The national governments of the world’s leading industrialized nations are failing to fulfill their pledges to end fossil fuel subsidies, according to a new study produced by the Overseas Development Institute, Oil Change International, Natural Resources Defense Council and Global Subsidies Initiative.
Seven years remain until an agreed to 2025 deadline to end fossil fuel subsidies is reached. That said, G7 countries continue to provide substantial support for the production and use of oil, gas, and coal,” the group of organizations states. G7 governments supported production and use of fossil fuels to the tune of at least USD81 billion in fiscal support and USD20 billion in public finance on average in 2015 and 2016, according to the report.
Their failure increases the likelihood that global greenhouse gas emissions will continue to rise, and that the global community of nations will fail to limit the rise in global mean temperature to the 2°C (1.6°F) limit posited as a tipping point by the UN Framework Convention on Climate Change and agreed to in the 2015 Paris climate agreement.
Pledges, what good are pledges?
The G7 countries in May 2016 pledged to phase out and end all “inefficient fossil fuel subsidies” by 2025, the G7 fossil fuel subsidy tracking group points out. They have been tracking the G7’s progress since.
The group’s G7 fossil fuel subsidy scorecard ranks G7 countries’ progress according to seven indicators:
- Pledges and commitments
- Ending support for coal mining
- Ending support for exploration
- Ending support for oil and gas production
- Ending support for fossil fuel-based power and
- Ending support for fossil fuel use
“Despite their numerous commitments, not only have G7 governments taken limited action to address fossil fuel subsidies but they have also failed to put in place any mechanisms to define and document the full extent of their support to oil, gas and coal, or to hold themselves accountable for achieving these pledges. The G7 fossil fuel subsidy scorecard aims to address this accountability gap and track, for the first time, each G7 country’s progress in phasing out fossil fuel subsidies across seven indicators,” the report authors state.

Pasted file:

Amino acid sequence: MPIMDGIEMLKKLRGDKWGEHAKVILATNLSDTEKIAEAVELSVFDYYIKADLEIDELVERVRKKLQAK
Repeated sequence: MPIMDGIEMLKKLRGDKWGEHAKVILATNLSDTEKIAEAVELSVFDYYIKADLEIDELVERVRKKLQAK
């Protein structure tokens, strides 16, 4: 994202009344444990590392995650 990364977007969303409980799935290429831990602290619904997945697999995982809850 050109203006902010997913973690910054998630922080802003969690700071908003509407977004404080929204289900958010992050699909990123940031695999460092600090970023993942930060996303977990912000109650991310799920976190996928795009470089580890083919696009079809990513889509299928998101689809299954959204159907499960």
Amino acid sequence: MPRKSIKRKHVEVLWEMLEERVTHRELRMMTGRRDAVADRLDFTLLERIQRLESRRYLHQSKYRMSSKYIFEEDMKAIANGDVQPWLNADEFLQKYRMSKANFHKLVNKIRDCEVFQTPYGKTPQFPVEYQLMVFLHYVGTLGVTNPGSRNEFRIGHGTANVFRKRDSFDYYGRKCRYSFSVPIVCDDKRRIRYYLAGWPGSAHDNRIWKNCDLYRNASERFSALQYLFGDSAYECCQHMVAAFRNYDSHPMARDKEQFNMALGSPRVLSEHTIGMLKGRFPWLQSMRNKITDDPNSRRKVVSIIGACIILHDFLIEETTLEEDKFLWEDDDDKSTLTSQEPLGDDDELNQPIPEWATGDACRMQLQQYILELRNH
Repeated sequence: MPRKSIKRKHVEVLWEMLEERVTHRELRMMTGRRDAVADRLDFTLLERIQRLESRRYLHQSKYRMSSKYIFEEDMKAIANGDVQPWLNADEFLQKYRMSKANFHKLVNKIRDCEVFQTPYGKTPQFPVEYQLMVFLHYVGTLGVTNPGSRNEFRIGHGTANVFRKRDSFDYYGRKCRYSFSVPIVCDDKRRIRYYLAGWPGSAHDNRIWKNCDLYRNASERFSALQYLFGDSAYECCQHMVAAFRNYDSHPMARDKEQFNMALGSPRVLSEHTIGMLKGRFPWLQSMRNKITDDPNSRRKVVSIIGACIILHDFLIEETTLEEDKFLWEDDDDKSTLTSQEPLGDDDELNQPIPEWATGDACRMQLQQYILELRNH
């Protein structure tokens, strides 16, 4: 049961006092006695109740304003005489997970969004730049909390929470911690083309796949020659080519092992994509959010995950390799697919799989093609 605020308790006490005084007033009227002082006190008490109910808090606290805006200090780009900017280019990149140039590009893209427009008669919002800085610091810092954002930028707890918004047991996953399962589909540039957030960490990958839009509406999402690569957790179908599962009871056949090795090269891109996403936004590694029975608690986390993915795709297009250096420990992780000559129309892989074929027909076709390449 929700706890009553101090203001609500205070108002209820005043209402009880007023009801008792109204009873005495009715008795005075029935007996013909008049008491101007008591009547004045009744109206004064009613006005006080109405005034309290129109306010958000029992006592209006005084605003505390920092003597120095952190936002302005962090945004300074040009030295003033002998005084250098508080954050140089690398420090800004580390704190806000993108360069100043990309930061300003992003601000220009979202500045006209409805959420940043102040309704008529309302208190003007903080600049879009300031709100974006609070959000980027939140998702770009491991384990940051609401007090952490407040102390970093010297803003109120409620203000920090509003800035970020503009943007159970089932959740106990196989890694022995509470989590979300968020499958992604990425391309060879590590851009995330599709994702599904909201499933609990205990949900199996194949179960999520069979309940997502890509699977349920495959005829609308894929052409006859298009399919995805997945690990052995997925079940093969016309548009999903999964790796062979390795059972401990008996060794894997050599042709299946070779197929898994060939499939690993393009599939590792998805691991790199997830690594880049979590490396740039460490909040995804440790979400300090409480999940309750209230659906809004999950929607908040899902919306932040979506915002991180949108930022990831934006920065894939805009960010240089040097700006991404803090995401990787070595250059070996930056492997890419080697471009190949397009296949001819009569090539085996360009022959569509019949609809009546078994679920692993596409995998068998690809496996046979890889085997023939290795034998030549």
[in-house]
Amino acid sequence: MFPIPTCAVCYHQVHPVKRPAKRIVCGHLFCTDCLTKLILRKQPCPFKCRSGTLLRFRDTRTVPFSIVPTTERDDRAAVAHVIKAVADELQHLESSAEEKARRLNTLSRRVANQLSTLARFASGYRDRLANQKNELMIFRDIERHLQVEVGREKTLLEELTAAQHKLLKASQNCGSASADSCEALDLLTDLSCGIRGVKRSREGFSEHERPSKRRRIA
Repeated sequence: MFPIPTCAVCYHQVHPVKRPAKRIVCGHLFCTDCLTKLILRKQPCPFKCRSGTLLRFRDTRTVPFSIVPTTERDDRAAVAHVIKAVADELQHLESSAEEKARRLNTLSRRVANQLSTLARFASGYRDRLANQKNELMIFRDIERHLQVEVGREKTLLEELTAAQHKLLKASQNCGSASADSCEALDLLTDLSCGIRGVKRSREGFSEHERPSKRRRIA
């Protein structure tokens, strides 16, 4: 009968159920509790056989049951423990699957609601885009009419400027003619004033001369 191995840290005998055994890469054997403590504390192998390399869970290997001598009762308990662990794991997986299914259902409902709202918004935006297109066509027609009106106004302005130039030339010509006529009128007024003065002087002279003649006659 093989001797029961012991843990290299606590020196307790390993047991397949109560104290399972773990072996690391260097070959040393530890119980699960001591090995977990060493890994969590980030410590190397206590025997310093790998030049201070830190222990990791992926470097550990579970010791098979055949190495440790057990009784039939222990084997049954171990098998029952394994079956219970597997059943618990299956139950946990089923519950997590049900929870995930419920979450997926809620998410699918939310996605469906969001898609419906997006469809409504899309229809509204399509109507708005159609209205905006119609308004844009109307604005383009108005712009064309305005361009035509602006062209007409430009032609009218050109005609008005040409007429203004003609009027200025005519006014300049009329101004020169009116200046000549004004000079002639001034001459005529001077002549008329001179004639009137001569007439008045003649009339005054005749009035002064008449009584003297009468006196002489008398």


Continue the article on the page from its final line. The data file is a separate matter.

The US ranks at the bottom of G7 countries when it comes to fulfilling its pledge to phase out fossil fuel subsidies by 2025. According to the report, the US government has provided $28.0 billion in fiscal support and another $1.4 billion in public finance to support fossil fuel production and use since 2009.
As anticipated, US progress to reduce fossil fuel subsidies has suffered from the change in administration – the election of Donald J. Trump as president, the report highlights. That resulted in a poor score overall relative to other G7 governments.
More particularly, the US scored poorly when it comes to “pledges and commitments to end fossil fuel subsidies.” That’s reflective of the Trump administration and supporting Congressional members’ efforts to rescind pledges and commitments made during previous President Barack Obama’s two terms in office. Such efforts include rescinding the Clean Power Plan, and withdrawing the US from the UN Paris climate change agreement.
Overall, the US received an overall fossil fuel subsidy phase-out grade of 42 out of a possible 100. France scored best with a 63. Germany (62), Canada (54), the UK (47), Italy (46) and Japan (44) followed.
*Images credits: “G7 Fossil Fuel Subsidy Scorecard,” ODI, OCI, NRDC, GSI